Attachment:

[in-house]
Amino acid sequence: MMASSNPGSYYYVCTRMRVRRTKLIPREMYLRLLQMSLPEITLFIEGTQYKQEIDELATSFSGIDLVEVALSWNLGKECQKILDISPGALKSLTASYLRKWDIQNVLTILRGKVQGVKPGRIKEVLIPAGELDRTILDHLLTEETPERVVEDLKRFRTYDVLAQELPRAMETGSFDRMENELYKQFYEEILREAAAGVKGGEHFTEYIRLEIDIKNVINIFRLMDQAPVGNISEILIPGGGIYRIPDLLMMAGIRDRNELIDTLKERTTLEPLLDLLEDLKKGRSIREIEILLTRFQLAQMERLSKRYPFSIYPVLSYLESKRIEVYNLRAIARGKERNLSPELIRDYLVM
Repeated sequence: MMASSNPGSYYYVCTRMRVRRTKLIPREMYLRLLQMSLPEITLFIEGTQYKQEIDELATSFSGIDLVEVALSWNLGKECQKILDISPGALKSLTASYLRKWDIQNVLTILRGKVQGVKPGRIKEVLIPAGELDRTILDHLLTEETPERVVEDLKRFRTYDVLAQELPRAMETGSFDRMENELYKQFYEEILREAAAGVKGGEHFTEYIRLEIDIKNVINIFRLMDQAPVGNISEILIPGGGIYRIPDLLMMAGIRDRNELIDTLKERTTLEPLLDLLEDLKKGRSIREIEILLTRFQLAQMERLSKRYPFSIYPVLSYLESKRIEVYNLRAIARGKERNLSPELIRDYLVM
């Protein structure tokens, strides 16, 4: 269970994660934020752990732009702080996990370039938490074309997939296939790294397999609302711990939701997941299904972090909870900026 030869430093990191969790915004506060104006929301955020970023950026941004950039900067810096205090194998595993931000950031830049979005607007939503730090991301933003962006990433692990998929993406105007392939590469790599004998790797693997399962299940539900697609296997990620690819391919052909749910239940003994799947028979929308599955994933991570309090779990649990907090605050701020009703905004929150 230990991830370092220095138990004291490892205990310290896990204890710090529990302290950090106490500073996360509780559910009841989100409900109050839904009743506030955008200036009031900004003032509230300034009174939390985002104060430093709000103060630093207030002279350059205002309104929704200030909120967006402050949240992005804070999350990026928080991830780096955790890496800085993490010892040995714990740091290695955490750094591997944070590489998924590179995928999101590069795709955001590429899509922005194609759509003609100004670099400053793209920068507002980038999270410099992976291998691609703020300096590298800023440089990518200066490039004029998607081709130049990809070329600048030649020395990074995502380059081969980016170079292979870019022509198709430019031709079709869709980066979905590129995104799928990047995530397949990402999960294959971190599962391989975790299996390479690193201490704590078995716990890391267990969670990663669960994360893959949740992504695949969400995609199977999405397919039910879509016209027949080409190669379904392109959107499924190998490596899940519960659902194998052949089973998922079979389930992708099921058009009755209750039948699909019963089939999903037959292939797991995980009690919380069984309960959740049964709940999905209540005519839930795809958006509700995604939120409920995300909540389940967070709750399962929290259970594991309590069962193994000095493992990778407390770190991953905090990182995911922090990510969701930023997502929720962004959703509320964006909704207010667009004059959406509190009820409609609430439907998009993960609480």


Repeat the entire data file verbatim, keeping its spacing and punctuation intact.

[in-house]
Amino acid sequence: MMASSNPGSYYYVCTRMRVRRTKLIPREMYLRLLQMSLPEITLFIEGTQYKQEIDELATSFSGIDLVEVALSWNLGKECQKILDISPGALKSLTASYLRKWDIQNVLTILRGKVQGVKPGRIKEVLIPAGELDRTILDHLLTEETPERVVEDLKRFRTYDVLAQELPRAMETGSFDRMENELYKQFYEEILREAAAGVKGGEHFTEYIRLEIDIKNVINIFRLMDQAPVGNISEILIPGGGIYRIPDLLMMAGIRDRNELIDTLKERTTLEPLLDLLEDLKKGRSIREIEILLTRFQLAQMERLSKRYPFSIYPVLSYLESKRIEVYNLRAIARGKERNLSPELIRDYLVM
Repeated sequence: MMASSNPGSYYYVCTRMRVRRTKLIPREMYLRLLQMSLPEITLFIEGTQYKQEIDELATSFSGIDLVEVALSWNLGKECQKILDISPGALKSLTASYLRKWDIQNVLTILRGKVQGVKPGRIKEVLIPAGELDRTILDHLLTEETPERVVEDLKRFRTYDVLAQELPRAMETGSFDRMENELYKQFYEEILREAAAGVKGGEHFTEYIRLEIDIKNVINIFRLMDQAPVGNISEILIPGGGIYRIPDLLMMAGIRDRNELIDTLKERTTLEPLLDLLEDLKKGRSIREIEILLTRFQLAQMERLSKRYPFSIYPVLSYLESKRIEVYNLRAIARGKERNLSPELIRDYLVM
């Protein structure tokens, strides 16, 4: 269970994660934020752990732009702080996990370039938490074309997939296939790294397999609302711990939701997941299904972090909870900026 030869430093990191969790915004506060104006929301955020970023950026941004950039900067810096205090194998595993931000950031830049979005607007939503730090991301933003962006990433692990998929993406105007392939590469790599004998790797693997399962299940539900697609296997990620690819391919052909749910239940003994799947028979929308599955994933991570309090779990649990907090605050701020009703905004929150 230990991830370092220095138990004291490892205990310290896990204890710090529990302290950090106490500073996360509780559910009841989100409900109050839904009743506030955008200036009031900004003032509230300034009174939390985002104060430093709000103060630093207030002279350059205002309104929704200030909120967006402050949240992005804070999350990026928080991830780096955790890496800085993490010892040995714990740091290695955490750094591997944070590489998924590179995928999101590069795709955001590429899509922005194609759509003609100004670099400053793209920068507002980038999270410099992976291998691609703020300096590298800023440089990518200066490039004029998607081709130049990809070329600048030649020395990074995502380059081969980016170079292979870019022509198709430019031709079709869709980066979905590129995104799928990047995530397949990402999960294959971190599962391989975790299996390479690193201490704590078995716990890391267990969670990663669960994360893959949740992504695949969400995609199977999405397919039910879509016209027949080409190669379904392109959107499924190998490596899940519960659902194998052949089973998922079979389930992708099921058009009755209750039948699909019963089939999903037959292939797991995980009690919380069984309960959740049964709940999905209540005519839930795809958006509700995604939120409920995300909540389940967070709750399962929290259970594991309590069962193994000095493992990778407390770190991953905090990182995911922090990510969701930023997502929720962004959703509320964006909704207010667009004059959406509190009820409609609430439907998009993960609480």